By

Gregory M. Kusel

28 December 2018

U.S. Department of Energy issues policy statement eliminating the “end use” reporting provision in authorizations for the export of liquefied natural gas

On December 19, 2018, the U.S. Department of Energy issued a policy statement eliminating from any future export authorization orders the requirement that exporters report where LNG was “received for end use.’’  The relief is a nod to market participants who expressed concerns that exporters often have limited visibility into where their natural gas is ultimately consumed.  The policy now will only require that exporters report where the natural gas was “actually delivered.”  DOE issued an accompanying blanket order, DOE/FE Order No. 4322, to remove the end use provision from existing authorizations.

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17 October 2016

PHMSA Reveals Pipeline Penalty Guidelines

On Tuesday, October 11, 2016, the U.S. Department of Transportation’s Pipeline and Hazardous Materials Safety Administration (PHMSA) revealed a pipeline civil penalty framework on its website.  PHMSA will allow a respondent in an enforcement case to request a proposed civil penalty calculation related to its case.

PHMSA’s current caps for administrative civil penalties occurring on or after August 1, 2016, are $205,638 per day and $2,056,380 for a related series of violations. PHMSA states that its penalties may exceed the guideline amounts to “serve as a strong deterrence, driving down incident risk.”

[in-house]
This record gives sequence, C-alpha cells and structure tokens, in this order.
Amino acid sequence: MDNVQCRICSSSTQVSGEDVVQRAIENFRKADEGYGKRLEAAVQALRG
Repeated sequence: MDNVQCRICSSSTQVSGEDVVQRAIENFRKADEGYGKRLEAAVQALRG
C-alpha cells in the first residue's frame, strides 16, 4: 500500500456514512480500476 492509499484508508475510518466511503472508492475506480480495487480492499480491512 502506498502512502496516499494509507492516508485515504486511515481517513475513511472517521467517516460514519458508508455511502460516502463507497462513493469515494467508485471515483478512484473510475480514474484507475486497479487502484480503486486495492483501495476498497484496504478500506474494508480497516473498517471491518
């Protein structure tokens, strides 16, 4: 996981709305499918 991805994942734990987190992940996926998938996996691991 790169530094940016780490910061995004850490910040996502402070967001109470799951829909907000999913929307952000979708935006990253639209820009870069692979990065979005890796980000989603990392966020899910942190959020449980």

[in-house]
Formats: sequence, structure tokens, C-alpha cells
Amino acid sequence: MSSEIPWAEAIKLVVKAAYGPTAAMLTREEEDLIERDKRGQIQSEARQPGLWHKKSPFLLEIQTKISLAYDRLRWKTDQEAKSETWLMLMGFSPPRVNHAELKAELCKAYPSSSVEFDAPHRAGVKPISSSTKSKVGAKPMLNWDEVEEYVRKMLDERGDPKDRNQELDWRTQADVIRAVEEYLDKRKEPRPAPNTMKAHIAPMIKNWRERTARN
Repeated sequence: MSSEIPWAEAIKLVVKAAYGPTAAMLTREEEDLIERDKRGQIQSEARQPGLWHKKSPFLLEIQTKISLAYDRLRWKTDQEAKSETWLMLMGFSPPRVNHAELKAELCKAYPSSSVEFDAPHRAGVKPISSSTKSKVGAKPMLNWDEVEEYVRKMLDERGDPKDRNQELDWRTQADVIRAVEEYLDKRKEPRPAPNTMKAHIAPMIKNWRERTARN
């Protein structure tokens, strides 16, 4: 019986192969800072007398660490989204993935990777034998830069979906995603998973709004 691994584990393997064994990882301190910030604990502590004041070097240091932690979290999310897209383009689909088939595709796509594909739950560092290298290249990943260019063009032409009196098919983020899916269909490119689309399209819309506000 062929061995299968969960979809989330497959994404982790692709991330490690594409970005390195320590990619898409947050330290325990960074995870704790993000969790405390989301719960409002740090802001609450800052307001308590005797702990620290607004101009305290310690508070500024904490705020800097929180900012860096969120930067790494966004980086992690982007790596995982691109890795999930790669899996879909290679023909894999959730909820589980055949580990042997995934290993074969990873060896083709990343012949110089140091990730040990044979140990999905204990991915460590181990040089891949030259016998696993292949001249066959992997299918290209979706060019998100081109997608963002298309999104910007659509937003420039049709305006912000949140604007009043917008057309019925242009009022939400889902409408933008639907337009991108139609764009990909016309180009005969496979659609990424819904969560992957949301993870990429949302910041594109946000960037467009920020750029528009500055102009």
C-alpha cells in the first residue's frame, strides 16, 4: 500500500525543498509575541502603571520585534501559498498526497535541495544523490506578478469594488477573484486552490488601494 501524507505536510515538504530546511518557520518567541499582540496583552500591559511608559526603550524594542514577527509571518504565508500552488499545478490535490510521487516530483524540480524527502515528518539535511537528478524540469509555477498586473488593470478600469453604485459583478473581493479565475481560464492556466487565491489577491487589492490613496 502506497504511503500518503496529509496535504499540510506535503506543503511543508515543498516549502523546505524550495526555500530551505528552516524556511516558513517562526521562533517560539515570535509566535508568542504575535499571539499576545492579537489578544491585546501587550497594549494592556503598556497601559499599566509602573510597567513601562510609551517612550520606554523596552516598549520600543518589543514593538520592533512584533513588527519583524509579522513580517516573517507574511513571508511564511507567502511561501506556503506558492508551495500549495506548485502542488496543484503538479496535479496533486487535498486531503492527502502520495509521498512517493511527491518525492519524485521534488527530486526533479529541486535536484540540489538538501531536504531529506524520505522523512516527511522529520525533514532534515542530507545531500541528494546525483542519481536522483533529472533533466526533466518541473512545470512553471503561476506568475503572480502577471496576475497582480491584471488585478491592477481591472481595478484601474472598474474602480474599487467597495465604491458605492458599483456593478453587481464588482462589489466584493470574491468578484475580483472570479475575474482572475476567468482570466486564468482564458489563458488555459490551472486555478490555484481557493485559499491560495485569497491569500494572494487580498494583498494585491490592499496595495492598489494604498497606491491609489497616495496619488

PHMSA’s guidelines provide the following “assessment considerations” for determining penalty amounts:  nature; circumstances; gravity; culpability; history of prior offenses; good faith; and other matters as justice may require.

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10 October 2016

British government overrules local objections to allow hydro-fracturing of new shale wells

On October 6, 2016, Sajid Javid, U.K.’s Secretary of State for Communities and Local Government, overruled local objections by granting Cuadrilla Resources permission for up to four horizontally-drilled, high-volume hydraulically-fractured wells to produce natural gas from shale formations in North Lancashire, U.K. The decision marks Britain’s first approval of new wells using the controversial method to produce natural gas from shale since Cuadrilla’s exploratory drilling was halted due to seismic activity in 2011. Earlier this year another producer was granted permission to “frack” a well it had already drilled in 2013.

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